We studied wintering Willow Flycatchers (Empidonax traillii) in two seasonal freshwater wetland habitats in northwestern Costa Rica during five boreal winters, to determine habitat occupancy, overwinter and between-year site and territory fidelity, and the degree to which the sexes maintain and defend winter territories. Both males and females used agonistic displays, song, and other vocalizations to maintain and defend mutually exclusive winter territories. Males were generally more abundant than females, but this varied by site and year. There was no significant difference in male and female territory size, nor any indication of sexual habitat segregation. Similarity in morphology and aggressiveness between the sexes may account for the lack of habitat segregation and the ability of females to maintain territories at wintering sites. Each year, 80%–92% of banded flycatchers that were present in midwinter remained at the site until late winter; of these, 86%–100% of individuals maintained the same territories throughout the entire period. We also observed nonterritorial floaters that subsequently established and held winter territories. Between-year site fidelity averaged 68%, and almost all returning birds established territories with boundaries similar to the previous year. Between-year apparent survivorship estimates ranged annually from 54%–72%, with no difference between sites but weak support for higher survivorship of males compared to females. Values for winter site and territory fidelity were generally higher than those reported for other species and for Willow Flycatchers on the breeding grounds; between-year survivorship estimates were similar to those reported for breeding flycatchers.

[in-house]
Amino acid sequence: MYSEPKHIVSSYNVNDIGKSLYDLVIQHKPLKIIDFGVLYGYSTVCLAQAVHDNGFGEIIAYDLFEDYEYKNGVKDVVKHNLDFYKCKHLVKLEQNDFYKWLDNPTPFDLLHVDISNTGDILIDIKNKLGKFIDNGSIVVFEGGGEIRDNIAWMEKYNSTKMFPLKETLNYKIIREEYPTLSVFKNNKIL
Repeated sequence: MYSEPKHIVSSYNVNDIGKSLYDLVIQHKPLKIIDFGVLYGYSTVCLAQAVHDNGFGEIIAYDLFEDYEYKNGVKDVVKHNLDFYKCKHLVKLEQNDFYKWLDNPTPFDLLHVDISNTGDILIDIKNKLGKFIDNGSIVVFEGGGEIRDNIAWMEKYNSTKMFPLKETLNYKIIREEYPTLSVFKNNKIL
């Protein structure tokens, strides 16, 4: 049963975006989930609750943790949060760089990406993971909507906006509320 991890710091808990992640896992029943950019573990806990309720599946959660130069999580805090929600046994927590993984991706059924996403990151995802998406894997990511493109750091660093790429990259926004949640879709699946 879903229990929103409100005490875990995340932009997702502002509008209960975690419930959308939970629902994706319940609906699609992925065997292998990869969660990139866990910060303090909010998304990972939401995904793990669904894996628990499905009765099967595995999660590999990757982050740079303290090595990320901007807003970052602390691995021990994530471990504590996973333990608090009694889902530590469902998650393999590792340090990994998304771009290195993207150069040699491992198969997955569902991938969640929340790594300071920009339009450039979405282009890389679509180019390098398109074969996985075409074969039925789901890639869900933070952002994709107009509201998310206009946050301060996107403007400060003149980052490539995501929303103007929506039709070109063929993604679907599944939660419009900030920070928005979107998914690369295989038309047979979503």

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Vol. 108 • No. 3